Combining oncolytic viruses and immunotherapies may fight cancer more effectively.
An oncolytic virus that is being tested in clinical trials shows potential as a cancer vaccine, according to a study published by Cancer Research.
In addition to directly killing cancer cells, the authors discovered that the virus can make the immune system aware of a tumor, resulting in a widespread immune response. The effect of this novel approach reached far passed the region infected with the virus, according to the study authors.
Notably, the study outlines how oncolytic viruses are able to attack tumors and how it works with the immune system to neutralize cancer cells.
The results suggest that the oncolytic virus could compliment checkpoint inhibitors and boost the immune system attack, which may be useful for drug-resistant disease, according to the authors.
The potential of viruses to launch an attack against cancer has generated much interest over the past few decades; however, there is still much unknown about how viral therapies can kill cancer cells and how to optimize this action.
Under different circumstances, viruses appear to attack cancer cells in various ways, including infecting the cells, releasing tumor proteins that elicit an immune response, and inhibiting the blood supply that tumors need to survive, according to the authors.
The researchers specifically explored Pexa-Vac, which is currently being investigated in clinical trials for liver and colorectal cancers. The investigational vaccine is based on the vaccinia cowpox virus. It infects only cancer cells and boosts immune activity, according to the authors.
“This got my attention in part because this virus could be given systemically by intravenous injection, in contrast to most oncolytic viruses that are injected into the tumor itself, which obviously limits their therapeutic potential against cancers that are inaccessible or have spread to multiple sites in the body,” Dr McDonald said.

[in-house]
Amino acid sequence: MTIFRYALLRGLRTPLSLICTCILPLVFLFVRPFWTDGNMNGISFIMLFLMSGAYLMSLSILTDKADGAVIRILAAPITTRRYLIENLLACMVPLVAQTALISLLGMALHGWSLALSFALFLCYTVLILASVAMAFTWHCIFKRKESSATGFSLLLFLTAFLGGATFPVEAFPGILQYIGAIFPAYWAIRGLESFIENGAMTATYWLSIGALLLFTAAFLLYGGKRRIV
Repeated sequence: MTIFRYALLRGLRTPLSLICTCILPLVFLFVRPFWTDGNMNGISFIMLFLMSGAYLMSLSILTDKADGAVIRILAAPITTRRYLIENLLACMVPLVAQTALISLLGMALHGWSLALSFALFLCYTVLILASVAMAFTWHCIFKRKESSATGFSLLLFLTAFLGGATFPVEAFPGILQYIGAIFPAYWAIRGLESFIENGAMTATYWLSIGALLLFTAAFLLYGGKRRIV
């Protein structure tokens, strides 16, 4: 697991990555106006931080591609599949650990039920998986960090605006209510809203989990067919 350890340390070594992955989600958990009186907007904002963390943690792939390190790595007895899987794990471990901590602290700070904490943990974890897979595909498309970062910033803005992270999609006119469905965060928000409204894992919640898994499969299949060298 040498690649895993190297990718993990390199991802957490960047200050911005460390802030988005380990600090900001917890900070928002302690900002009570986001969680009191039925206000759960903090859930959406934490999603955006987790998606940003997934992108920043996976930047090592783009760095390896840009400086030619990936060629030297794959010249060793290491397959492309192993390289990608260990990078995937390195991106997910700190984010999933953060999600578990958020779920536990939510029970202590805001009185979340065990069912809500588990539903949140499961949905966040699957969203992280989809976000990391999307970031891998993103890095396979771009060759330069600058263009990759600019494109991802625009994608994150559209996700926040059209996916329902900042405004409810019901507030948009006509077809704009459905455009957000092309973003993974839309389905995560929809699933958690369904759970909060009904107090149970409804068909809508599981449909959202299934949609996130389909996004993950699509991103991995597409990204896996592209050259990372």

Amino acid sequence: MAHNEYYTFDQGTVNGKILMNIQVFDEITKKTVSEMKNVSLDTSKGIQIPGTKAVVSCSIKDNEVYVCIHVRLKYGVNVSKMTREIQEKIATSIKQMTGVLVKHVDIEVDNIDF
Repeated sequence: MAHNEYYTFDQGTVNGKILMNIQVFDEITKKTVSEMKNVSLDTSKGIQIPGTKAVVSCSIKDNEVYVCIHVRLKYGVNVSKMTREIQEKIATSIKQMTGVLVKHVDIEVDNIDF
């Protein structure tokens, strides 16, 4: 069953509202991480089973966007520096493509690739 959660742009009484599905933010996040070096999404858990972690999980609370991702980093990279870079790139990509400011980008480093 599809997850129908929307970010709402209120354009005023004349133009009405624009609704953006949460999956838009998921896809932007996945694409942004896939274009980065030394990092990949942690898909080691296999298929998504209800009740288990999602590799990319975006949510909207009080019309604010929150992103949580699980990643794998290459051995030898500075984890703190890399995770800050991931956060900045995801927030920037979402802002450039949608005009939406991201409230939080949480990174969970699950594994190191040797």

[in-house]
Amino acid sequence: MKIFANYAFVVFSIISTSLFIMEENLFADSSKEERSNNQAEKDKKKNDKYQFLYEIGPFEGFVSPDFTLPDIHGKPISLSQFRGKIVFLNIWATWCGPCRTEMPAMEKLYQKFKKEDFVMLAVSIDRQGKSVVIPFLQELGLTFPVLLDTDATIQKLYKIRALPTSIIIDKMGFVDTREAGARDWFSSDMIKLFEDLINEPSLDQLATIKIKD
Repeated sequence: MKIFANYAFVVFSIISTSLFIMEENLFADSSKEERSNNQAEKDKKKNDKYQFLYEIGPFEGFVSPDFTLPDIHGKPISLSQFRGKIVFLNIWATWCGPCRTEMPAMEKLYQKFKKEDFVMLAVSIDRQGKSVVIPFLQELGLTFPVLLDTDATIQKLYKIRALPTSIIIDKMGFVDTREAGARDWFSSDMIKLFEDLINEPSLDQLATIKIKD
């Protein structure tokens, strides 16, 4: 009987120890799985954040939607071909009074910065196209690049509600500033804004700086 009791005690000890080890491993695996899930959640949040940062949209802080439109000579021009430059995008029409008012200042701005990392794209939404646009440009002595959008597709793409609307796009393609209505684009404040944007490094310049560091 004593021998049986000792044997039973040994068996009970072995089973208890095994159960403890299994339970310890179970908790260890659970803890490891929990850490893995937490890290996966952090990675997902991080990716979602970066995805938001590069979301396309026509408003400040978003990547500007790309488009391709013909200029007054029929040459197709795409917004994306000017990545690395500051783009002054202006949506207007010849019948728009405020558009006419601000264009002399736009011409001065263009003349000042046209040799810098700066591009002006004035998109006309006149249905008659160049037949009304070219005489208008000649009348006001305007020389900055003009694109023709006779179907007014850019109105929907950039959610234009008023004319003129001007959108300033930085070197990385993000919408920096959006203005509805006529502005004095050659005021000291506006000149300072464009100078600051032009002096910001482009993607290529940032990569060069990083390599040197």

In the study, mouse models of neuroendocrine pancreatic cancer received an intravenous infusion of the vaccine. The researchers discovered that the virus infected the blood vessels within a tumor but did not affect healthy organs. The initial infection caused the vessels to leak and leave the tumor vulnerable, according to the study.
The oncolytic virus was found to infect and kill a small number of cancer cells directly; however, within 5 days, the rest of the tumor cells were killed due to the strong immune reaction elicited by the initial attack, according to the study.
“At first small spots of the tumor were infected, but then most of the tumor started to die,” Dr McDonald said. “We were able to show that while only about 5% of cells were infected by the virus, the number of cells that were killed was more than 10 times higher. As far as I know, no one has ever done this kind of analysis.”
The study showed the viral infection that killed some cancer cells directly sparked an immune system attack against the rest of the tumor.
Further, a combination of the virus and sunitinib—a blood vessel growth inhibitor that increases immune function—resulted in a significantly greater tumor-killing effect, according to the study. The addition of sunitinib caused the immune system to go into overdrive to detect tumor proteins related to viral infection.
These findings suggest that a combination of oncolytic viruses with checkpoint inhibitors may be extremely lethal to cancer, according to the authors.
“The question with immunotherapy has always been—why doesn’t the immune system naturally detect and attack cancer cells?” Dr McDonald said. “It seems like these viruses are like setting off a bomb that jars the immune system. The infection releases tumor antigens in a way that jump-starts the immune response.”